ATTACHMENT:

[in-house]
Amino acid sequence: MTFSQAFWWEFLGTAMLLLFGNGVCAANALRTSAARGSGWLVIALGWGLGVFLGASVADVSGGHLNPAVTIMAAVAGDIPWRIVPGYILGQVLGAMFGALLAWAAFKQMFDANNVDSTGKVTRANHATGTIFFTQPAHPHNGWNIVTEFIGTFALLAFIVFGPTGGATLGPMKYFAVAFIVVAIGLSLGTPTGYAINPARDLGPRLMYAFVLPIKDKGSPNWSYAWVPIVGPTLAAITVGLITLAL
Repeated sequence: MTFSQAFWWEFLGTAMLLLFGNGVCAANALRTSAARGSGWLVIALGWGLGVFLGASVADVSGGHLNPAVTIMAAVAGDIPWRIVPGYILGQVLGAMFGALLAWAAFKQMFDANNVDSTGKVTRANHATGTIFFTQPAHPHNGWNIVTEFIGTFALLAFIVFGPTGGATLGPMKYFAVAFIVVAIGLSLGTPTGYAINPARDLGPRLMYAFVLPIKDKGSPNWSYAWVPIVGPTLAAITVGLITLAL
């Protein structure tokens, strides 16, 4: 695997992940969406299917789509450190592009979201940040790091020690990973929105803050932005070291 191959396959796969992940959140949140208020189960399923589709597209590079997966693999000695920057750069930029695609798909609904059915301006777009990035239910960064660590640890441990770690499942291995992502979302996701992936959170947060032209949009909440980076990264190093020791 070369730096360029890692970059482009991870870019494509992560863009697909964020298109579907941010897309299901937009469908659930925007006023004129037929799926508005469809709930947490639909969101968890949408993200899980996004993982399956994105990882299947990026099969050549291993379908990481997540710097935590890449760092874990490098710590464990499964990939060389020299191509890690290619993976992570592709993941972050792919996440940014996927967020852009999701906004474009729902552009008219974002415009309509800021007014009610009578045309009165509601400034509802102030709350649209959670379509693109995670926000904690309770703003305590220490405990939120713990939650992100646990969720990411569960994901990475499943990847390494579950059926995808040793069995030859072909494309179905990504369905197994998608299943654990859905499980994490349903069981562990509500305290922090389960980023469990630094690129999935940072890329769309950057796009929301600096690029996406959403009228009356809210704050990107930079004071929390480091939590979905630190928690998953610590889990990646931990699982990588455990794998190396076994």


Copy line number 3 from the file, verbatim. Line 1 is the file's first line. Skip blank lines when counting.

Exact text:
Repeated sequence: MTFSQAFWWEFLGTAMLLLFGNGVCAANALRTSAARGSGWLVIALGWGLGVFLGASVADVSGGHLNPAVTIMAAVAGDIPWRIVPGYILGQVLGAMFGALLAWAAFKQMFDANNVDSTGKVTRANHATGTIFFTQPAHPHNGWNIVTEFIGTFALLAFIVFGPTGGATLGPMKYFAVAFIVVAIGLSLGTPTGYAINPARDLGPRLMYAFVLPIKDKGSPNWSYAWVPIVGPTLAAITVGLITLAL